I've been trying to write a good description of debug-me, and here's what I've got so far:

Short description: "secure remote debugging"

Long description:

Debugging a problem over email is slow, tedious, and hard. The developer needs to see the your problem to understand it. Debug-me aims to make debugging fast, fun, and easy, by letting the developer access your computer remotely, so they can immediately see and interact with the problem. Making your problem their problem gets it fixed fast.

A debug-me session is logged and signed with the developer's Gnupg key, producing a chain of evidence of what they saw and what they did. So the developer's good reputation is leveraged to make debug-me secure.

When you start debug-me without any options, it will connect to a debug-me server, and print out an url that you can give to the developer to get them connected to you. Then debug-me will show you their Gnupg key and who has signed it. If the developer has a good reputation, you can proceed to let them type into your console in a debug-me session. Once the session is done, the debug-me server will email you the signed evidence of what the developer did in the session.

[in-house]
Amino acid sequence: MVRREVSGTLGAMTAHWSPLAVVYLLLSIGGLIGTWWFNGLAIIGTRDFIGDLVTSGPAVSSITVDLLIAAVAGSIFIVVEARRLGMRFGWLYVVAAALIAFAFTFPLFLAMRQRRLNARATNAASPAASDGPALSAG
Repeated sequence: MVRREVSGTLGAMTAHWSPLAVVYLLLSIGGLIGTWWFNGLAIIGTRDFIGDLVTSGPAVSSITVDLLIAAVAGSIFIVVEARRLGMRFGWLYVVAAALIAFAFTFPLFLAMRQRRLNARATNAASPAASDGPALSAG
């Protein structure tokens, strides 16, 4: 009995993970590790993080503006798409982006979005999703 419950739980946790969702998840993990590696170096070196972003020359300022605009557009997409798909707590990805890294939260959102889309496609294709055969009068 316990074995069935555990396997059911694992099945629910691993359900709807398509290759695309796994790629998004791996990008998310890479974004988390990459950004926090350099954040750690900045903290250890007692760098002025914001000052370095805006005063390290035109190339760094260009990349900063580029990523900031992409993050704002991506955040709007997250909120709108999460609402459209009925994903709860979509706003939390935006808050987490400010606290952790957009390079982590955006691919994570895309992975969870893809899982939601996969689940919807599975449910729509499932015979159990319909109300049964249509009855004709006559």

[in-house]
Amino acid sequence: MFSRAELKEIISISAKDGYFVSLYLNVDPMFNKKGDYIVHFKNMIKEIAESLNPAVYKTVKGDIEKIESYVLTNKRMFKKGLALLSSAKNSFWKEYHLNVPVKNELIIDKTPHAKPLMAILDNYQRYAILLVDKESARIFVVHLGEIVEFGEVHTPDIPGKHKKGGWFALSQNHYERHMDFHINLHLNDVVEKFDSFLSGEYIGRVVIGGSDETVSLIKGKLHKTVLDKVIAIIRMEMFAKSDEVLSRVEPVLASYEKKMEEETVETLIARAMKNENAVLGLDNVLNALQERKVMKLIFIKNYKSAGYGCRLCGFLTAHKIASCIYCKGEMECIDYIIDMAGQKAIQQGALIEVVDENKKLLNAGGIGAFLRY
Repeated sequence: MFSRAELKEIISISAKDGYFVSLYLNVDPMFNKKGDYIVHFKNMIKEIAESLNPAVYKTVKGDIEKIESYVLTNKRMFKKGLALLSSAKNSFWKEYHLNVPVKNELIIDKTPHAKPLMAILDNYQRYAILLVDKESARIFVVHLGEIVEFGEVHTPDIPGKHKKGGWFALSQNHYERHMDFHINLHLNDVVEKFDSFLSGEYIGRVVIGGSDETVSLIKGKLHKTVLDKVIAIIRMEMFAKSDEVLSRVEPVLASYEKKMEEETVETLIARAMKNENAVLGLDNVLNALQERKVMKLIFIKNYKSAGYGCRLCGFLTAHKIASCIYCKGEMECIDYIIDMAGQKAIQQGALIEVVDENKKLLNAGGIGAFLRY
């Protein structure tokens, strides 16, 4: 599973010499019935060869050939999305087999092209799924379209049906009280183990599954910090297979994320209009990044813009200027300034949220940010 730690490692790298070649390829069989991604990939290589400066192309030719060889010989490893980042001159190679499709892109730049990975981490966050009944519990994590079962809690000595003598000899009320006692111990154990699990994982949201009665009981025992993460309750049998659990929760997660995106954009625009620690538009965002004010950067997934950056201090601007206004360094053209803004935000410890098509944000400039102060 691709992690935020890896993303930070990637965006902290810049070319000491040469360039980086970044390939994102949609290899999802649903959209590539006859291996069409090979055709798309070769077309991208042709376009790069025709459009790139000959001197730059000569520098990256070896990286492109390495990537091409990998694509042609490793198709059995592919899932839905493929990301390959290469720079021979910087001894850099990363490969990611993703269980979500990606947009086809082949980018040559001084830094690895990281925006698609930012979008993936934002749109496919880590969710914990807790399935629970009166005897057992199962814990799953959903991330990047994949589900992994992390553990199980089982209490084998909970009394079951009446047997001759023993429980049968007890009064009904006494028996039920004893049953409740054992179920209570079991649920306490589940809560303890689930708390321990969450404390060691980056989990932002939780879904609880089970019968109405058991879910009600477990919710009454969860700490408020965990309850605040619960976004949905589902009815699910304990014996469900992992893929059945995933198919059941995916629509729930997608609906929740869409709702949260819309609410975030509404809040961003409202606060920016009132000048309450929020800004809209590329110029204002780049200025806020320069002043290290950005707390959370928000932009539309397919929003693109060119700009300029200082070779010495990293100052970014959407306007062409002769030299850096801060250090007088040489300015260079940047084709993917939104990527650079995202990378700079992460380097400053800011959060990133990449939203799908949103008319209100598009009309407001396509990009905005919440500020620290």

If the developer did do something bad, you'd have proof that they cannot be trusted, which you can share with the world. Knowing that is the case will keep most developers honest.

I think that's pretty good, and would like to know your thoughts, reader, as a prospective debug-me user.

Most of today was spent making debug-me --control communicate over a socket with the main debug-me process. That is run in a separate window, which is the debug-me session control and chat window. Things typed there can be seen by the other people involved in a debug-me session. And, the gnupg key prompting stuff will be done in that window eventually.

Screenshot of the first time that worked. The "user" is on the left and the "developer" is on the right.